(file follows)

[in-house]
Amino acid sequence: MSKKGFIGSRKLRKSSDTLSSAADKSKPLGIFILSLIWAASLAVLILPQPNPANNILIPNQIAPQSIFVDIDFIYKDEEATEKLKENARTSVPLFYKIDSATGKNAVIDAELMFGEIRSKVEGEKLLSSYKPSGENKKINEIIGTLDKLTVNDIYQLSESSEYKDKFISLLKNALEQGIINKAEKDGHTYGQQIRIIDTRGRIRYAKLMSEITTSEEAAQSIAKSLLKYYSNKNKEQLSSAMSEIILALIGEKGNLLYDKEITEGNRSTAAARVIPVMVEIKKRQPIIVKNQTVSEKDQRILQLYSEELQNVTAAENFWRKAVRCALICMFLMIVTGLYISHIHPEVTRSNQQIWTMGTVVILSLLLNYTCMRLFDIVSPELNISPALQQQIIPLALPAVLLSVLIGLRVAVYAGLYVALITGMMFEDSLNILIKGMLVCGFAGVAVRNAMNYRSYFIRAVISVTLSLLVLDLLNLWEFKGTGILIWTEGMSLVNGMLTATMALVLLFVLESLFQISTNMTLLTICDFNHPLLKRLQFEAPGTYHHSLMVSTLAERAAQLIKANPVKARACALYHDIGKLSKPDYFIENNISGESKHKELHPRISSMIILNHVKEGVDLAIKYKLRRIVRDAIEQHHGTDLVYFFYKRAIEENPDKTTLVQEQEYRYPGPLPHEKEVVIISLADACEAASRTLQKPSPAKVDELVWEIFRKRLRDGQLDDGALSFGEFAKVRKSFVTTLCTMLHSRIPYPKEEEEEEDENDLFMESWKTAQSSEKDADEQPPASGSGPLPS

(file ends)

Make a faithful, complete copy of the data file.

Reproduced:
[in-house]
Amino acid sequence: MSKKGFIGSRKLRKSSDTLSSAADKSKPLGIFILSLIWAASLAVLILPQPNPANNILIPNQIAPQSIFVDIDFIYKDEEATEKLKENARTSVPLFYKIDSATGKNAVIDAELMFGEIRSKVEGEKLLSSYKPSGENKKINEIIGTLDKLTVNDIYQLSESSEYKDKFISLLKNALEQGIINKAEKDGHTYGQQIRIIDTRGRIRYAKLMSEITTSEEAAQSIAKSLLKYYSNKNKEQLSSAMSEIILALIGEKGNLLYDKEITEGNRSTAAARVIPVMVEIKKRQPIIVKNQTVSEKDQRILQLYSEELQNVTAAENFWRKAVRCALICMFLMIVTGLYISHIHPEVTRSNQQIWTMGTVVILSLLLNYTCMRLFDIVSPELNISPALQQQIIPLALPAVLLSVLIGLRVAVYAGLYVALITGMMFEDSLNILIKGMLVCGFAGVAVRNAMNYRSYFIRAVISVTLSLLVLDLLNLWEFKGTGILIWTEGMSLVNGMLTATMALVLLFVLESLFQISTNMTLLTICDFNHPLLKRLQFEAPGTYHHSLMVSTLAERAAQLIKANPVKARACALYHDIGKLSKPDYFIENNISGESKHKELHPRISSMIILNHVKEGVDLAIKYKLRRIVRDAIEQHHGTDLVYFFYKRAIEENPDKTTLVQEQEYRYPGPLPHEKEVVIISLADACEAASRTLQKPSPAKVDELVWEIFRKRLRDGQLDDGALSFGEFAKVRKSFVTTLCTMLHSRIPYPKEEEEEEDENDLFMESWKTAQSSEKDADEQPPASGSGPLPS